Third, the nuclear debate should be understood in the context of national pride. As has been seen just North of the border (as well as in other recent entrants), securing an independent nuclear weapons capacity provokes a certain element of national pride. Although a South Korean decision would be unlikely to involve fanfare or propaganda, many would undoubtedly hold a degree of pride in knowing South Korea had entered a highly exclusive grouping of accepted, responsible, nuclear weapons states.

Together, the context suggests that nukes are not as far away or impossible as some imagine. But more alarming for U.S. policymakers is the fact that the nuclear weapons debate is inseparable from broader trends in South Korea’s strategic position.

Securing an independent nuclear weapons capacity opens a can of strategic worms that have always wriggled just under the surface. With increased tension between Washington and Beijing, they’re now surfacing for all to see.

  • Washington. South Korea’s attitude towards the U.S. alliance has always been highly transactional rather than values-based. From its earliest negotiation to joint action on Vietnam, Iraq, Afghanistan and Ukraine, the driving force in South Korea’s decision-making on the alliance has been securing maximum benefit at minimal cost. An independent nuclear weapons capacity significantly changes these calculations. Does U.S./China tension make the transaction cost excessive?
  • Beijing. South Korea has to date been substantially more reticent to harm its relations with China from banning Huawei to labeling the Indo-Pacific. While many in the U.S. believed this was a progressive/conservative divide, Yoon has demonstrated that this is not the case. Rather, it’s a much deeper historical awareness that China is not going anywhere, and it will always hold the capacity to impose significant cost on South Korea. Add to this the vague notion that China holds the key to Korean unification and it’s easy to see why this influences decision making. Could South Korea accept a region dominated by China?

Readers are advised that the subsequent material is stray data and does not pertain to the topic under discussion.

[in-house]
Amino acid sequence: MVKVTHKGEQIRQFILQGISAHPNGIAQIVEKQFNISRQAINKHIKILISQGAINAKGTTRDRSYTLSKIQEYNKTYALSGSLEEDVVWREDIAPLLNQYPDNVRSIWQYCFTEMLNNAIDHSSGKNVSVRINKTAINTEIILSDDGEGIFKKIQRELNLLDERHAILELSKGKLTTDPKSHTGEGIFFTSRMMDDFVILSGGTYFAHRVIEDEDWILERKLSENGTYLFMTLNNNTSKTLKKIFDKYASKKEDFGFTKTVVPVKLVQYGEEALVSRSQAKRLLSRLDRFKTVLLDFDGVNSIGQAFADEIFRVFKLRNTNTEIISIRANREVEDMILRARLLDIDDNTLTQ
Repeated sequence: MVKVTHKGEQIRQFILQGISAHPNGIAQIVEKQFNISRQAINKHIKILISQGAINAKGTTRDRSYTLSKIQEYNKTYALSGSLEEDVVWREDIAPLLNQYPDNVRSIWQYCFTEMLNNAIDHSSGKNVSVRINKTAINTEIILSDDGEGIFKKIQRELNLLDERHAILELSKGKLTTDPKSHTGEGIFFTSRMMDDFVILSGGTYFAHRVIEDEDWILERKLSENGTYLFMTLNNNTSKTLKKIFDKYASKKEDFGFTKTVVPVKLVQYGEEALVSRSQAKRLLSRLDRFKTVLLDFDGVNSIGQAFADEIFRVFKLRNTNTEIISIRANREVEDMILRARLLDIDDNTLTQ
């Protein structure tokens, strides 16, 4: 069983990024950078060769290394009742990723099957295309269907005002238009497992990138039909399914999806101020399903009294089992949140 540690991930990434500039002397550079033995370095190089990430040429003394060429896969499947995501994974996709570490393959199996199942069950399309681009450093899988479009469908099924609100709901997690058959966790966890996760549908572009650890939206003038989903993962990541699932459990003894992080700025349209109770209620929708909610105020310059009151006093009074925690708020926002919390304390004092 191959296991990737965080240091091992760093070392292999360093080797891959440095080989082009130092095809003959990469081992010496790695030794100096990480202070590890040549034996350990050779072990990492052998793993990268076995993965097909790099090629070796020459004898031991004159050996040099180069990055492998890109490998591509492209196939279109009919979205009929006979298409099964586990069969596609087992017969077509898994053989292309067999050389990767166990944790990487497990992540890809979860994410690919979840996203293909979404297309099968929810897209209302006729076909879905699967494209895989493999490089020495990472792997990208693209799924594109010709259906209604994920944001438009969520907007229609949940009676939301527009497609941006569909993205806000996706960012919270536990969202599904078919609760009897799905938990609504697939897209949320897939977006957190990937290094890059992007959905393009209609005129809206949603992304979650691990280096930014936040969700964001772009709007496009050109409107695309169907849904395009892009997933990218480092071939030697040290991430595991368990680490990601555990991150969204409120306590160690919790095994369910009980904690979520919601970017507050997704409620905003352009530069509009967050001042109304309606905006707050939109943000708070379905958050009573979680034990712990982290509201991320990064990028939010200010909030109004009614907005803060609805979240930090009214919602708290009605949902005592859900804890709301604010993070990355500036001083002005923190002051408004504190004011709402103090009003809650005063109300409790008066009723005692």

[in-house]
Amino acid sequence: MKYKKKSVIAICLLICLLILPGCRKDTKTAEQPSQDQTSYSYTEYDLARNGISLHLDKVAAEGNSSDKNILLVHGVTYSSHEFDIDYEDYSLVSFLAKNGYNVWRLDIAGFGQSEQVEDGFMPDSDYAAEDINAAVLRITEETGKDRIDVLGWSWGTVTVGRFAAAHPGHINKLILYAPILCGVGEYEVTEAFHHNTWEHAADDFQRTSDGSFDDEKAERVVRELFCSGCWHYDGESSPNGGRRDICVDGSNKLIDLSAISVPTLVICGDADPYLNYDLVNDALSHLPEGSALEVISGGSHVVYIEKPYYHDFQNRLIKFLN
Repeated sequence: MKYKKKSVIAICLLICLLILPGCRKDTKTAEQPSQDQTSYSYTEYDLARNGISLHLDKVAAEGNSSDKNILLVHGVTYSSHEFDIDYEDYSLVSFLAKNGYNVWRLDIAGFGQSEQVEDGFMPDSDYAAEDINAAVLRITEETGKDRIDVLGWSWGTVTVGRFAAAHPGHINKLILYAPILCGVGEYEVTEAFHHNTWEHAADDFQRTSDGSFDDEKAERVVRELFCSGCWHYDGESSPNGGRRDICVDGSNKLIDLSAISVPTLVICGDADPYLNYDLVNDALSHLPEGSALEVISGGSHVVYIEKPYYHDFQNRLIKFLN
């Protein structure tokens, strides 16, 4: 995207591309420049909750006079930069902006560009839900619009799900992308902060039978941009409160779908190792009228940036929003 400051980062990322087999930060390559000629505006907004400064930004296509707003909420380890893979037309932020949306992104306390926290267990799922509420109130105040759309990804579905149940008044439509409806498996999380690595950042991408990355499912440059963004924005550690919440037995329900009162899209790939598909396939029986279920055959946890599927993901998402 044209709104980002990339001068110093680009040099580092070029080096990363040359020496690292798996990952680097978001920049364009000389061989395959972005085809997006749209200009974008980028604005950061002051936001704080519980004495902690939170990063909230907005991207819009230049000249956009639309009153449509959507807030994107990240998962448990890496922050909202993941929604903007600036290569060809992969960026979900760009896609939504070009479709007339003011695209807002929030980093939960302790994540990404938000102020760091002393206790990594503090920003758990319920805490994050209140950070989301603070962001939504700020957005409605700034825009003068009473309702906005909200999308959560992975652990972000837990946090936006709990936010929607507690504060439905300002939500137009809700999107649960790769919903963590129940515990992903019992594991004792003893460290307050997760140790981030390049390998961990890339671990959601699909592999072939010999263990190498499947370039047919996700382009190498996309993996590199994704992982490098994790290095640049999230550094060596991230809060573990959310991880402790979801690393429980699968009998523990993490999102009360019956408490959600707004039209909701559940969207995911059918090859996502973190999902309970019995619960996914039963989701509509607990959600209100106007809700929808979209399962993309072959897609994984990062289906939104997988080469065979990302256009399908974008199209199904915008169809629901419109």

• Avoiding choice. Over the last ten years, interest in how neutral states can avoid great power conflict has grown substantially. Academics, think tanks, and government research institutes have spent time looking at neutrality, such as Switzerland, and non-committal strategic partnerships, such pre-application Sweden and NATO, and Singapore and the United States. Can a state secure both the economic benefits of China and the security benefits of the United States?

Deciding to pursue a legal or illegal breakout would impose substantial immediate and medium-term cost. However, ultimately the nuclear weapons question is South Korea’s choice.  Good diplomacy never takes away choices or blocks choices – it merely opens new choices or encourages and persuades partners to make (and own) the preferred choice.

Twenty years ago, the United States had an opportunity to prevent North Korea’s nuclear weapons program. In twenty years’ time, nobody should look back and say the United States once had an opportunity to prevent South Korea’s nuclear weapons program. The time to address the issue is now.

Dr. Jeffery Robertson is Non-Resident Fellow at the Korea Economic Institute of America, an Associate Professor of Diplomatic Studies at Yonsei University, and a Visiting Fellow at the Korea Studies Research Hub, University of Melbourne. The views expressed here are the author’s alone.

Photo from Shutterstock.